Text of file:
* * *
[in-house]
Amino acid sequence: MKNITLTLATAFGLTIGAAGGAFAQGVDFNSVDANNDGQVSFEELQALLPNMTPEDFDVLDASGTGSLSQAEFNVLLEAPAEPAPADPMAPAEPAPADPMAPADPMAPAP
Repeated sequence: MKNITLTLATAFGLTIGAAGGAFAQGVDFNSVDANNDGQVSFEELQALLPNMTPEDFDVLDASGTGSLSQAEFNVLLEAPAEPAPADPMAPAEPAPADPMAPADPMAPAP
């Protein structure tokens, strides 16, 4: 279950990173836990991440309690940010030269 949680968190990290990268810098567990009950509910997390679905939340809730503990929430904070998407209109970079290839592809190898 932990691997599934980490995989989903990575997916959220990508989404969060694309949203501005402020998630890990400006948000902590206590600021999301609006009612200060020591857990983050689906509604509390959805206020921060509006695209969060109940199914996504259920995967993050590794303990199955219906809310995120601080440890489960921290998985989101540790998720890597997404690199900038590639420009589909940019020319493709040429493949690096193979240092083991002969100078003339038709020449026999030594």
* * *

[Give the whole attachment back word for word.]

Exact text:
[in-house]
Amino acid sequence: MKNITLTLATAFGLTIGAAGGAFAQGVDFNSVDANNDGQVSFEELQALLPNMTPEDFDVLDASGTGSLSQAEFNVLLEAPAEPAPADPMAPAEPAPADPMAPADPMAPAP
Repeated sequence: MKNITLTLATAFGLTIGAAGGAFAQGVDFNSVDANNDGQVSFEELQALLPNMTPEDFDVLDASGTGSLSQAEFNVLLEAPAEPAPADPMAPAEPAPADPMAPADPMAPAP
């Protein structure tokens, strides 16, 4: 279950990173836990991440309690940010030269 949680968190990290990268810098567990009950509910997390679905939340809730503990929430904070998407209109970079290839592809190898 932990691997599934980490995989989903990575997916959220990508989404969060694309949203501005402020998630890990400006948000902590206590600021999301609006009612200060020591857990983050689906509604509390959805206020921060509006695209969060109940199914996504259920995967993050590794303990199955219906809310995120601080440890489960921290998985989101540790998720890597997404690199900038590639420009589909940019020319493709040429493949690096193979240092083991002969100078003339038709020449026999030594």